Inheriting a job is easier for some than others. My Dad was an accountant; my grandfathers were a printer and a dairy farmer. As a tour leader in Japan, I can hardly say I have followed in their footsteps. A good job too, I would have soon got lost had I tried.
78-year-old Yoshihiro inherited his job, an unusual one. He makes umbrellas, exactly as his father and grandfather did. Inside Mikawaya, his zelkova wood shop, Yoshihiro works while sitting on tatami – sitting on a chair is too time-consuming, he told me. He has no plans to retire – he is too busy.
The 3 generation family business began by chance. In the open port of Yokohama over 140 odd years ago, Yoshihiro`s grandfather spotted an Englishman holding a yogasa, a western umbrella. The umbrella must have been quite something – perhaps a Gents Solid, it inspired him to set-up an umbrella business back home in the mountains of Nagano.
When I told Yoshihiro I was from England, he got excited, bringing out an old newspaper article about Fox Umbrellas – Keeping You Dry Since 1868. In respectful tones, he referred to the UK as Eikoku. His deference made me feel proud, and slightly ridiculous. His image of umbrella-wielding John Bulls would be crushed if I told him about my umbrella-less upbringing (In Devon rain rises. Umbrellas are useless).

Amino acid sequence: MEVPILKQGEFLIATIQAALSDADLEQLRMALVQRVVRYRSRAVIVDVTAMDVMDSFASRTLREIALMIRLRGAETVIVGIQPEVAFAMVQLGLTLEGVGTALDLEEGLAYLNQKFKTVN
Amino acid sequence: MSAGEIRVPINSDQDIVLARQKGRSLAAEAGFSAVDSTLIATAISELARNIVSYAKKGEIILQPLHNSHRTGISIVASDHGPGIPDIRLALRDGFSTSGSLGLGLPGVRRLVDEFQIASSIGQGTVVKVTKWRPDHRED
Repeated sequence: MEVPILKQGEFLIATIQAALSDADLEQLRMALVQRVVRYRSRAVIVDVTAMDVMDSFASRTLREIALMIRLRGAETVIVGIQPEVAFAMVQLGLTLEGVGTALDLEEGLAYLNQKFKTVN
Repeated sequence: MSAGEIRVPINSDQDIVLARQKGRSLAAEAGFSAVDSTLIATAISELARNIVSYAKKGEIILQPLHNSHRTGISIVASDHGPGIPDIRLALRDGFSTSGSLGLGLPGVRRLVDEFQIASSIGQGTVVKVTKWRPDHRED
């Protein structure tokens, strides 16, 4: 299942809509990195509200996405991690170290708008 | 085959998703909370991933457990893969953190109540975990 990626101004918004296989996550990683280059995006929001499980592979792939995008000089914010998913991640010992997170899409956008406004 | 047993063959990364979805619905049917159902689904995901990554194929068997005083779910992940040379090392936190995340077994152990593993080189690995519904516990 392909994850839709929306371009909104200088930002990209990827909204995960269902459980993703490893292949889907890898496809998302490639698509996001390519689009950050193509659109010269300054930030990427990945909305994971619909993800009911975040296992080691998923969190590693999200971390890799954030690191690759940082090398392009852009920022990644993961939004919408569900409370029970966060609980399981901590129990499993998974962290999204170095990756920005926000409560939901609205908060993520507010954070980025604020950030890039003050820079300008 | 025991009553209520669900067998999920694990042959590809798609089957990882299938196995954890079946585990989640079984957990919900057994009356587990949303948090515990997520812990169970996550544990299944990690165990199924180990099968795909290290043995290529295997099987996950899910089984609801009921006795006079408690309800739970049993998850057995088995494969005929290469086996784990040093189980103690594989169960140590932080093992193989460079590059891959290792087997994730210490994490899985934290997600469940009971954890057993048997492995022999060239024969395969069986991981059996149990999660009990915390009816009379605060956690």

Not to be outdone, Yoshihiro outlined Japan`s contribution to umbrella-technology. The tale of Japanese umbrellas (I know you`re desperate to hear it) is a story of adaptations: first fiddling with karakasa, the bamboo and oil paper imports from China, then developing push-button and collapsible features to add to the yogasa arriving in Yokohama.
By borrowing and developing foreign models, Japan became umbrella pioneers. It`s a great story, isn`t it? Western and Chinese knowledge combining with Japanese spirit to put a portable roof over your head. Isn`t that a great story? ISN`T IT? Are you still there?
Soon converted, I bought a wide span, sturdy western collapsible for 1,800yen. Now a treasured possession, it is securely stowed away under my bed. I won`t waste it on showers.
I left Mikawaya a happy man, feeling better about the world, and even better about umbrellas. Yoshihiro`s enthusiasm for his job convinced me following footsteps does not have to be dull. It can inspire a lifetime`s labour. Now, is it too late for me to start milking cows?